Category Archives: Branding

Sex sells

What’s a better way to start the year than a great article in the Economist on the essence of marketing: people are irrational.

And indeed, my posts on stunning babes hired by Dutch beer brand Bavaria last year and this very post are ranked 3 and 4 among the best read posts ever (see menu at the right), and counting…


Facebook’s next challenge

With a simple and brilliant idea Mark Zuckerberg (and the others) turned social network Facebook into the most successfull venture of our generation with over 750 million users. Magazine Time was fully right when they elected him Person of the Year 2010. Facebook did and is changing the world.

But what’s next? Recently, Facebook launched integrated business network BranchOut in an attempt to get a piece of the pie that LinkedIn is baking really fast. But is it wise to add a business platform to a social network? Do these two go together? Can you shift your positioning just like that? I’m not sure.

Then there is Google+. Can somebody please tell me what the pros and cons of this platform are? For techsavvy persons like my brother it’s probably very clear. But I bet 99% of the people don’t know what Google wants or what the features exactly are. What I do know, is that I get the idea they’re trying to tap into both the social and business networks. (Check out this poll on Campaign Asia about FB vs. Google+. Guess who I voted for?;-)

My point is: social and business networks are still early cycle. With a huge members base as Facebook and Google have, you might think they just launch anything they like and try if it works. But at the same time, you do have a brand that you’re building. You don’t want to confuse visitors. And brands need a lot of attention, especially when markets grow up.

And that’s the phase online networks are in now. The pie has to be shared with more hungry competitors and positioning becomes key. There are so many others around already. I just mentioned the big three, but for the smaller ones it’s at least as important. Branding and marketing will be on top of the list. What’s the competitive edge? How do you distinct yourself? Facebook didn’t need a slogan so far. But they might in two years time from now.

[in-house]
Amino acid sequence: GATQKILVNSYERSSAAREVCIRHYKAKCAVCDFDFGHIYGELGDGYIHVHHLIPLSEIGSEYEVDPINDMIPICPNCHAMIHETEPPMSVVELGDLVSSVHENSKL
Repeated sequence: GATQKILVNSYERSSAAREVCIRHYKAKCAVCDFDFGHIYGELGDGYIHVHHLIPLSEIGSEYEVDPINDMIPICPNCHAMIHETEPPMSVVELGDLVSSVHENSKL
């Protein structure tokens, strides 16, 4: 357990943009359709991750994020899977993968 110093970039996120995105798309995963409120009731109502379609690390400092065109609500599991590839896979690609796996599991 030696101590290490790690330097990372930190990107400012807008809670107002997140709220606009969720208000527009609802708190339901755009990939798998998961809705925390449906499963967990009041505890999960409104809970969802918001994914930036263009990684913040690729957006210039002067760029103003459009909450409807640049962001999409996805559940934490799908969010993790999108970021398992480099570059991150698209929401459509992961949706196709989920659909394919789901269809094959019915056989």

Facebook will probably stand out, because of its ridicilously huge members base. On the other hand, they grew big, because they focussed on social network alone. Will adding a business network confuse their members?

Just look me up on Facebook, Mark. I’m happy to discuss.

Sony remains Asia’s most popular brand

Survey today revealed Sony remains Asia’s most popular brand. It’s an Asian party, with Panasonic and Samsung at top rankings. Remarkably, the full top 5 are all consumer electronics brands. This sais all about current consumer behavior in Asia and the phase of the consumer cycle.

Campaign Asia conducted the yearly survey together with TNS. Check out the full ranking here (subscription needed).

NIBC advertising campaign live!

THINK YES! The past few months been busy working on the new campaign for NIBC together with advertising agency ARA. Last monday, the campaign went live with this TV-commercial. The first print ad (scroll down a little bit) was being placed today, radio and online are following next week.